Cruising the Yangtze River on the Century Legend

I grew up in a household that had Chinese prints of beautiful yet haunting scenes of China’s landscape around the Yangtze River – Asia’s longest river and the third longest in the world. The scenes were shrouded in mist and fog, almost dreamlike. As valued treasures, they were placed in a prestigious part of our home by the fireplace. So, when I had the chance to join a cruise on the Yangtze River, it became a number one priority for me, in large part, because of these memories.

My cruise was on the Century Legend, a 5-star luxury vessel launched in 2013. Owned and operated by the Chinese company, Century Cruises, I later learned that the ship also serves cruise passengers for Avalon Waterways and Uniworld on the Yangtze River. However, my cruise was operated by Century Cruises and though we were told there would be many English-speaking guests, the reality was contrary to that.

Century Legend at night for initial boarding ©2016 K.D. Leperi

Most guests hailed from Asia, with China, Korea, Japan, and the Philippines as the most represented. The few English-speaking were from Canada, Great Britain, a few Germans who spoke English, and the United States. This shouldn’t be important but it served as the basis for restaurant tables we were assigned to for the duration of the trip. We were told that we could change seats at the table but that we couldn’t change tables.

The Ship

The 456-foot long Century Legend is quite impressive, presenting with 7 decks, 2 sight-seeing elevators and 196 spacious cabins with a maximum capacity of 398 guests along with 150 crew. Perhaps the most stunning feature of the ship is the impressive 7 floor-high atrium lobby, architecturally graced to accentuate lightness and spaciousness. Other amenities include an indoor pool, spa, and cinema on the bottom level, game rooms, library, fitness center, lounge, ballroom, and 2 bars. The ship touts two restaurants but the second comes with an up-charge and from what I heard, serves the same food you have in the buffet restaurant, which is only average at best.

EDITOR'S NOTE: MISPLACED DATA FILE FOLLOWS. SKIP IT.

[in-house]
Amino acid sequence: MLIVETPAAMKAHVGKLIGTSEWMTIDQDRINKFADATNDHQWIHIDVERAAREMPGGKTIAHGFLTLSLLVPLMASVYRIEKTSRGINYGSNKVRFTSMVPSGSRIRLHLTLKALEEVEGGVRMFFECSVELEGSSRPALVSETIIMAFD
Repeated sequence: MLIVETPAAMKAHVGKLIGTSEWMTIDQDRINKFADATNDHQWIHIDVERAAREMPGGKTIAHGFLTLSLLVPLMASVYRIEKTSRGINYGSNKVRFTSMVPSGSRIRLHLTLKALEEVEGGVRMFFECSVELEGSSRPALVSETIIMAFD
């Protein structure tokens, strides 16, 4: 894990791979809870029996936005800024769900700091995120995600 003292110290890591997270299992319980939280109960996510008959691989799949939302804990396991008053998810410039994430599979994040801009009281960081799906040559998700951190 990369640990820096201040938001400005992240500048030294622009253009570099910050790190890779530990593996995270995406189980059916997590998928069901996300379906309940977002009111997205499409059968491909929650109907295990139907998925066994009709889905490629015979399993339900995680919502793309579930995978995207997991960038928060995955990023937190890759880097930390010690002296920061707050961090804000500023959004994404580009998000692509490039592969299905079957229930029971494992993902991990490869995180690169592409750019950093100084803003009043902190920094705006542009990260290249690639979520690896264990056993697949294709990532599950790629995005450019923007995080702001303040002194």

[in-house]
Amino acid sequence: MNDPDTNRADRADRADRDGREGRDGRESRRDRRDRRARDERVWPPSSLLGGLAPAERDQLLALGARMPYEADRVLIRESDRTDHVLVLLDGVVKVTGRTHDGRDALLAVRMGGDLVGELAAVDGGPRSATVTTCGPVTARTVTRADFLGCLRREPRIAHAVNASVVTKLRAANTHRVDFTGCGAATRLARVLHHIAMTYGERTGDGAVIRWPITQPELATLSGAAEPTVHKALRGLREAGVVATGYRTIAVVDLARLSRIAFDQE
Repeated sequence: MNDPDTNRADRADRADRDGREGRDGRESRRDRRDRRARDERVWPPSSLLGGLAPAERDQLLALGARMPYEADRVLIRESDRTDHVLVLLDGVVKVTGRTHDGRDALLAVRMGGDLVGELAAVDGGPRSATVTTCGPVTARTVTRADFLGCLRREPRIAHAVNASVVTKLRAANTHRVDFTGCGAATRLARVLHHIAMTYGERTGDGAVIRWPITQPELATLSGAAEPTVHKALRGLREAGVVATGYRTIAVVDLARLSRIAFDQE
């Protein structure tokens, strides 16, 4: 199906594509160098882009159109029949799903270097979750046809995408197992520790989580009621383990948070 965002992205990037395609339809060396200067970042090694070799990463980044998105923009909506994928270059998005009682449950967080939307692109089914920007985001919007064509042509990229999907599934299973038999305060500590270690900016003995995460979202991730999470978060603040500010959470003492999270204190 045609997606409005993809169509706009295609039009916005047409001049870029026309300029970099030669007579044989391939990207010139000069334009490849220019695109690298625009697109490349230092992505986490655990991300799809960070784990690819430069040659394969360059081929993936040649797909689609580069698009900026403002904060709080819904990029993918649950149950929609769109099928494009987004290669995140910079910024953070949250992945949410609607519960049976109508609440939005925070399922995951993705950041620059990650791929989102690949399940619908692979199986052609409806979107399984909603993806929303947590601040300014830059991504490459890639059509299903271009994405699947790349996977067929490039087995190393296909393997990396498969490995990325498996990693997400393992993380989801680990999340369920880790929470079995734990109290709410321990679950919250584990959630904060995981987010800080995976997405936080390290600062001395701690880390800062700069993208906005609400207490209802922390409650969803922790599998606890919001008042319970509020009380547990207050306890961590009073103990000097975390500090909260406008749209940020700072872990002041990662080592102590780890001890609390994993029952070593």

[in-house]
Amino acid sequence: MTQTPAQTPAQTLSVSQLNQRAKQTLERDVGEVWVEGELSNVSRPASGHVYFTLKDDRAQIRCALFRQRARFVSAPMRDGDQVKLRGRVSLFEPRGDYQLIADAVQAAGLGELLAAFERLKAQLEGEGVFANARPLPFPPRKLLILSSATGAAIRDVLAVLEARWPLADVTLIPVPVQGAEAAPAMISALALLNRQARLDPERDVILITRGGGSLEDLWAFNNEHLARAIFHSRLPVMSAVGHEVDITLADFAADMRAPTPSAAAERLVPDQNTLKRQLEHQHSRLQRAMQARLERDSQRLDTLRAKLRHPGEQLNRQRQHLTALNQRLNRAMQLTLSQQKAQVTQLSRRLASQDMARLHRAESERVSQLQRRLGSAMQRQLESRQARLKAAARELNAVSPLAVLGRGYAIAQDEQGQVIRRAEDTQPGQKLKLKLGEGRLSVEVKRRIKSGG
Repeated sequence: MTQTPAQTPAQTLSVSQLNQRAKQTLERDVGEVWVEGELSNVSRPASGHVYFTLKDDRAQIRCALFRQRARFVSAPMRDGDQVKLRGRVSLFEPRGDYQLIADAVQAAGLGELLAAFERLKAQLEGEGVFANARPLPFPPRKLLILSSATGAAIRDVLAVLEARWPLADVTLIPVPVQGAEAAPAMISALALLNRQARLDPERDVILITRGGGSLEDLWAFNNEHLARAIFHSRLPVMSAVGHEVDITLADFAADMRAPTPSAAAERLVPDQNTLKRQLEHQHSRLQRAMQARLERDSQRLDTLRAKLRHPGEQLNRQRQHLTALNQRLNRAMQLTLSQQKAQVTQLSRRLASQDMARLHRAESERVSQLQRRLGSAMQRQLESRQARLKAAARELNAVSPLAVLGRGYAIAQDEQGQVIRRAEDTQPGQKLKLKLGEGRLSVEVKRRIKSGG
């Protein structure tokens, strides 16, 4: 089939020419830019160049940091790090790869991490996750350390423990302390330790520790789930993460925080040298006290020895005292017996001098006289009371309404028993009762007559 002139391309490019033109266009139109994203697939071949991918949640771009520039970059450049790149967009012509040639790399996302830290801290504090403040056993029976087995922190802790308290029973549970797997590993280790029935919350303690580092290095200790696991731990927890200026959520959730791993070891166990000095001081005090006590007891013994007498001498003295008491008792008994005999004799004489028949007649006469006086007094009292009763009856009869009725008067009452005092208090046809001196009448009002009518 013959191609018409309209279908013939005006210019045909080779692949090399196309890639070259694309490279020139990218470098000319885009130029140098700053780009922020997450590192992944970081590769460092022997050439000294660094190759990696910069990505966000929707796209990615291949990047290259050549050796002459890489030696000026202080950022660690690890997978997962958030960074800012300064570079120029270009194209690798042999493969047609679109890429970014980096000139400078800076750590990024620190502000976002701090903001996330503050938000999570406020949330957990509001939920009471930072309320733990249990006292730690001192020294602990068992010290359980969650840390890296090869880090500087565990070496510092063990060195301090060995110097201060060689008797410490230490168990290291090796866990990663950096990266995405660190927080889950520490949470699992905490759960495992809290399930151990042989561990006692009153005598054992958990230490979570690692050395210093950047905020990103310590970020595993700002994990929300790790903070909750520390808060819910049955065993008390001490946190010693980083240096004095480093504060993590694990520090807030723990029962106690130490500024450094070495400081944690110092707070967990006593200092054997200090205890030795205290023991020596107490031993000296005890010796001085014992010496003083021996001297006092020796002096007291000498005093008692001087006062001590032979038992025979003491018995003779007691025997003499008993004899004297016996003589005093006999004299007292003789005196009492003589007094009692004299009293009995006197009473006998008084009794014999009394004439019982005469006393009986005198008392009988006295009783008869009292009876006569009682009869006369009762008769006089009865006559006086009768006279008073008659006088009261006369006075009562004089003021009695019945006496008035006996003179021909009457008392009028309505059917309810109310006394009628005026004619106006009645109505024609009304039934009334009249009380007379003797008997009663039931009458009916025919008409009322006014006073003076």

Bar ©2016 K.D. Leperi

Gift shops ©2016 K.D. Leperi

Business Center ©2016 K.D. Leperi

The Spaces

Sun Deck –  library, gym, VIP Restaurant

Sun deck view of going through the Gorges ©2016 K.D. Leperi

Observation Deck 

Bridge Deck – rooms & bridge

Promenade Deck – rooms

Upper Deck – restaurant & rooms

Main Deck – rooms

Bottom Main Deck – spa, cinema, pool is 2,150 square foot heated indoor swimming pool. Note that there is an additional charge to use pool.

Spa reception ©2016 K.D. Leperi

Indoor swimming pool on bottom deck ©2016 K.D. Leperi

Entertainment & Culture Programs

This includes Tai-Chi exercises in the morning and a lecture on Chinese medicine. (The only people in attendance were ironically, Western.)  There are also board games, Mahjong tables and a Reading Room with a small library. Film shows and local folklore presentations are also part of the program.

Tai Chi demonstration ©2016 K.D. Leperi

Entertainment more like high school productions ©2016 K.D. Leperi

Entertainment by the crew ©2016 K.D. Leperi

The Cuisine

The main restaurant features buffets at all meals: breakfast, lunch, and dinner. They are advertised as Asian and western dishes, but the preponderance of dishes was definitely Asian. The buffets had limited times for meals and created unnecessary lines when they initially opened. I experienced a rather disorderly approach to buffet lines as many guests interjected themselves unceremoniously without protocol. The food is only average and consisted more of cafeteria-type dishes than anything gourmet. Table service was inconsistent. My personal assessment was that the purported English-speaking crew knew very little English.